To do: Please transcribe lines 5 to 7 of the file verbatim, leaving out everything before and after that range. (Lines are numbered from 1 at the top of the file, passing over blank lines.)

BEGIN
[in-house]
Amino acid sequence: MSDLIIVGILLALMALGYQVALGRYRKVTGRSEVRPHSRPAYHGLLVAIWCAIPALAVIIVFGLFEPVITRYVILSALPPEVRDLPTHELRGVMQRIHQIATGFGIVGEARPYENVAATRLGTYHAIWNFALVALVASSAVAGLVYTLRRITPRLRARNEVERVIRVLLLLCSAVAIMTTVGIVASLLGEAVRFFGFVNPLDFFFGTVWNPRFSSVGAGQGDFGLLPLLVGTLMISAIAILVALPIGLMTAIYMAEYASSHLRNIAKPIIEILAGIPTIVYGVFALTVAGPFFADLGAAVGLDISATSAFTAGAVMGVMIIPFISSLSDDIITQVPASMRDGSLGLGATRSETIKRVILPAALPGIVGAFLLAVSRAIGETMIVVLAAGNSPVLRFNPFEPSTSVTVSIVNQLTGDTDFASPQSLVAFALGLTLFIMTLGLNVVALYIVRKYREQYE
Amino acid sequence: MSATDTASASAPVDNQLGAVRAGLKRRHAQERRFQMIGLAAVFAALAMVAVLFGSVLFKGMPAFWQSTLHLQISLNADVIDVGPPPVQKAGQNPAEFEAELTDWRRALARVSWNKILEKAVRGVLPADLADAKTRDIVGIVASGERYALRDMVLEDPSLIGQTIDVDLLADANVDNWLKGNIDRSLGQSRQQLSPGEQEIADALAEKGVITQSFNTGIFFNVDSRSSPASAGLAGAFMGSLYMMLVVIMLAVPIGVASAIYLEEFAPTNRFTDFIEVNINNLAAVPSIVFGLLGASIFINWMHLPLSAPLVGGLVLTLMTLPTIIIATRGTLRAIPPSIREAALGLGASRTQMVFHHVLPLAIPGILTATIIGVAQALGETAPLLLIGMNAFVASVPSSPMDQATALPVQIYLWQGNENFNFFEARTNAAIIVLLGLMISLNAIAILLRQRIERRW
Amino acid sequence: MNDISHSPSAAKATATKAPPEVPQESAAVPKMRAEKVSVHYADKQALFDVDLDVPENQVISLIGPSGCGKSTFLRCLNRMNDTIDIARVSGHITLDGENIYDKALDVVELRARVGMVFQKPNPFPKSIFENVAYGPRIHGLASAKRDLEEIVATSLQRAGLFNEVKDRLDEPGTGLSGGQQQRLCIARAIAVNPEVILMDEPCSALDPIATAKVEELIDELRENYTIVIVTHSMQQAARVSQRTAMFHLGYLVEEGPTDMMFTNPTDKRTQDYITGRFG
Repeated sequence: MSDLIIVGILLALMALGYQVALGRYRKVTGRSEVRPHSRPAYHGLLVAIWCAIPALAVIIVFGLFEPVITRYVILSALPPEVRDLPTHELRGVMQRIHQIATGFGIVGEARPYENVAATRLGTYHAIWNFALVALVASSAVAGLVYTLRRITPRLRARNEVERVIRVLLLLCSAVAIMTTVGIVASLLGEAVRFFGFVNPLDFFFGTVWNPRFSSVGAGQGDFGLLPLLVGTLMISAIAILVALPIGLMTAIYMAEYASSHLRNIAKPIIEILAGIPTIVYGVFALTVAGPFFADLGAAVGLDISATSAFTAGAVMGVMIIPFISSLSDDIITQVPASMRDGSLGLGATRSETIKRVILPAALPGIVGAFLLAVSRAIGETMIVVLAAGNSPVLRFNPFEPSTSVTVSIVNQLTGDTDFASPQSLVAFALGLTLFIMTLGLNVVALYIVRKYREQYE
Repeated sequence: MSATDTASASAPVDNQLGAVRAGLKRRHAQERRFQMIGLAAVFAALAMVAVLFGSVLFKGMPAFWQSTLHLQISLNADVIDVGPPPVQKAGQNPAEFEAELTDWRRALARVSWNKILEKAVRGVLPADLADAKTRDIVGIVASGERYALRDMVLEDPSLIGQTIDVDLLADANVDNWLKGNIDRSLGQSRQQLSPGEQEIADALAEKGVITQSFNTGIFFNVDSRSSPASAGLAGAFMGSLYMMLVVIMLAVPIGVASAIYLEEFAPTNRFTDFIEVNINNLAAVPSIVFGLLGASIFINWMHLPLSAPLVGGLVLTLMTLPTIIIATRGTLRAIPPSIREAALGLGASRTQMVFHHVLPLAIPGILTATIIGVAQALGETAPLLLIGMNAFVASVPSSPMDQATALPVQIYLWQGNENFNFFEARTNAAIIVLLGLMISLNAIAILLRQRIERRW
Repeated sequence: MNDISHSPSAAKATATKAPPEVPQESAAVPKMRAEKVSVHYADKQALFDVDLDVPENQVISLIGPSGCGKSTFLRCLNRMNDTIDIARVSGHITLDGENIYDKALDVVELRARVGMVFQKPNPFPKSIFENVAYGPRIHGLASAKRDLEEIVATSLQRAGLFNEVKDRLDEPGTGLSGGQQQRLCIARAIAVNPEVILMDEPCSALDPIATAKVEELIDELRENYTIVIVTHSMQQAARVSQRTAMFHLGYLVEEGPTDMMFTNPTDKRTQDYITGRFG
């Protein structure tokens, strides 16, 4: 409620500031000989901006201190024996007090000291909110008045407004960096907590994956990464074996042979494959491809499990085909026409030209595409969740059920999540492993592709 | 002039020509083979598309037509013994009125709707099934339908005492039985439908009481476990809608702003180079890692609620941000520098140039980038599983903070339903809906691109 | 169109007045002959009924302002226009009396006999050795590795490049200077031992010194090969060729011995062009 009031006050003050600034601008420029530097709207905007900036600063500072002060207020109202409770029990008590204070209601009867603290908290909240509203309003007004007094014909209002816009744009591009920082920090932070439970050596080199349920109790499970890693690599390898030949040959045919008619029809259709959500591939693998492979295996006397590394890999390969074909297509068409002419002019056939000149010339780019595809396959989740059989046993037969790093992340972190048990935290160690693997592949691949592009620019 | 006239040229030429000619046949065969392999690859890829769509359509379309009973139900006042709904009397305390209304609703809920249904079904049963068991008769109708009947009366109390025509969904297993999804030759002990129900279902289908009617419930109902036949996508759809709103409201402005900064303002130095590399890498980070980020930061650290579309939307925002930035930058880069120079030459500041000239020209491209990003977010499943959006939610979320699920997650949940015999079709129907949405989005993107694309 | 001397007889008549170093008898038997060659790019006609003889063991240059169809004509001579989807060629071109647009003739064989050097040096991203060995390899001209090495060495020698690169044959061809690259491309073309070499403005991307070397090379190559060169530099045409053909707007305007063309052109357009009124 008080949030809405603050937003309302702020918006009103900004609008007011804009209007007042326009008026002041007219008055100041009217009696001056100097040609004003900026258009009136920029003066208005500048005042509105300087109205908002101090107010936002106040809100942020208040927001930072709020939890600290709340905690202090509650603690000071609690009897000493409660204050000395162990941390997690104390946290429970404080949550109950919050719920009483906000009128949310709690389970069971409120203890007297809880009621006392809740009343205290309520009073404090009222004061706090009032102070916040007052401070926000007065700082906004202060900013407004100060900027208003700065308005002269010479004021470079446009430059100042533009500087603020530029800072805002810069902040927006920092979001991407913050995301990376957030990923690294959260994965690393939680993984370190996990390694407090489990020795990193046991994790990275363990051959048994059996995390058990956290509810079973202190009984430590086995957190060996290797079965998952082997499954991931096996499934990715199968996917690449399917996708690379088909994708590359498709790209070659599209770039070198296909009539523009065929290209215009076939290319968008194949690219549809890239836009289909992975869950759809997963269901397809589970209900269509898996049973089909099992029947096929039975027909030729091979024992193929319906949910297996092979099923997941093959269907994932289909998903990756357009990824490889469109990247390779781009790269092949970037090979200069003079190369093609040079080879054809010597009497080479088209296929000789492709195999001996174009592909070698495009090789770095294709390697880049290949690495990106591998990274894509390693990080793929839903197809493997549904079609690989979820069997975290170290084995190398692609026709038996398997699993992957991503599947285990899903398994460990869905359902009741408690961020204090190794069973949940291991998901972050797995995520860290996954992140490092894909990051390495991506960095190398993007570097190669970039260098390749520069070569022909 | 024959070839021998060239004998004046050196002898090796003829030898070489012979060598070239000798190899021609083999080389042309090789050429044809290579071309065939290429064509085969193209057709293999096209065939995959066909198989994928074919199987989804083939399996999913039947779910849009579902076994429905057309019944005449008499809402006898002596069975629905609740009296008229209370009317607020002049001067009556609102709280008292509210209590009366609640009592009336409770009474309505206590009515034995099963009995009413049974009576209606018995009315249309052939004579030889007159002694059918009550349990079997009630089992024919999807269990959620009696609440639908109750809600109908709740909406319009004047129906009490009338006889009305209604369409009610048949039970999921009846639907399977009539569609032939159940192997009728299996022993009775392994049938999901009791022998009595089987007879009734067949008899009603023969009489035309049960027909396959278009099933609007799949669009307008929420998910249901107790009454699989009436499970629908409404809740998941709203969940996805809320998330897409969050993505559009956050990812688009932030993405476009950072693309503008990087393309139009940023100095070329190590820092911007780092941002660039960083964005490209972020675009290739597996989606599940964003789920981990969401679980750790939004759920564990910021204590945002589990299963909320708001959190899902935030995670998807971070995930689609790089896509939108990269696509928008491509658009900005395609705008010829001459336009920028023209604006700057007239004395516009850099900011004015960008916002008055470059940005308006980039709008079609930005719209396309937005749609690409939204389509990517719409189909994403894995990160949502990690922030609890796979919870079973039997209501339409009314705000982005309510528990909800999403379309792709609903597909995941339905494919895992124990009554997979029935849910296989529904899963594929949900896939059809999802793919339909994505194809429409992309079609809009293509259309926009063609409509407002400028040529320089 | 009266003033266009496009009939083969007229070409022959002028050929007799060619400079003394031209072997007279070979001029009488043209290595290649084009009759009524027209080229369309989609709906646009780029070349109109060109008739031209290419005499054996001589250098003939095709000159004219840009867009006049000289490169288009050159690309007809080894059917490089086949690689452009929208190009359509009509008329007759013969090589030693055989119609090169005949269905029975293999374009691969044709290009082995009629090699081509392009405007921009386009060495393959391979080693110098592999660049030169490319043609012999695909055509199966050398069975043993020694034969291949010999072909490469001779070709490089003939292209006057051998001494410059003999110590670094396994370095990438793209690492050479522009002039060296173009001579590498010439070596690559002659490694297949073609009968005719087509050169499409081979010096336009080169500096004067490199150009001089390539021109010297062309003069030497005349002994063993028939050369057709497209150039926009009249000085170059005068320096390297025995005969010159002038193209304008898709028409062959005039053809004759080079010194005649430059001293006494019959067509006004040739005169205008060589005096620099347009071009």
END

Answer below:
Repeated sequence: MSDLIIVGILLALMALGYQVALGRYRKVTGRSEVRPHSRPAYHGLLVAIWCAIPALAVIIVFGLFEPVITRYVILSALPPEVRDLPTHELRGVMQRIHQIATGFGIVGEARPYENVAATRLGTYHAIWNFALVALVASSAVAGLVYTLRRITPRLRARNEVERVIRVLLLLCSAVAIMTTVGIVASLLGEAVRFFGFVNPLDFFFGTVWNPRFSSVGAGQGDFGLLPLLVGTLMISAIAILVALPIGLMTAIYMAEYASSHLRNIAKPIIEILAGIPTIVYGVFALTVAGPFFADLGAAVGLDISATSAFTAGAVMGVMIIPFISSLSDDIITQVPASMRDGSLGLGATRSETIKRVILPAALPGIVGAFLLAVSRAIGETMIVVLAAGNSPVLRFNPFEPSTSVTVSIVNQLTGDTDFASPQSLVAFALGLTLFIMTLGLNVVALYIVRKYREQYE
Repeated sequence: MSATDTASASAPVDNQLGAVRAGLKRRHAQERRFQMIGLAAVFAALAMVAVLFGSVLFKGMPAFWQSTLHLQISLNADVIDVGPPPVQKAGQNPAEFEAELTDWRRALARVSWNKILEKAVRGVLPADLADAKTRDIVGIVASGERYALRDMVLEDPSLIGQTIDVDLLADANVDNWLKGNIDRSLGQSRQQLSPGEQEIADALAEKGVITQSFNTGIFFNVDSRSSPASAGLAGAFMGSLYMMLVVIMLAVPIGVASAIYLEEFAPTNRFTDFIEVNINNLAAVPSIVFGLLGASIFINWMHLPLSAPLVGGLVLTLMTLPTIIIATRGTLRAIPPSIREAALGLGASRTQMVFHHVLPLAIPGILTATIIGVAQALGETAPLLLIGMNAFVASVPSSPMDQATALPVQIYLWQGNENFNFFEARTNAAIIVLLGLMISLNAIAILLRQRIERRW
Repeated sequence: MNDISHSPSAAKATATKAPPEVPQESAAVPKMRAEKVSVHYADKQALFDVDLDVPENQVISLIGPSGCGKSTFLRCLNRMNDTIDIARVSGHITLDGENIYDKALDVVELRARVGMVFQKPNPFPKSIFENVAYGPRIHGLASAKRDLEEIVATSLQRAGLFNEVKDRLDEPGTGLSGGQQQRLCIARAIAVNPEVILMDEPCSALDPIATAKVEELIDELRENYTIVIVTHSMQQAARVSQRTAMFHLGYLVEEGPTDMMFTNPTDKRTQDYITGRFG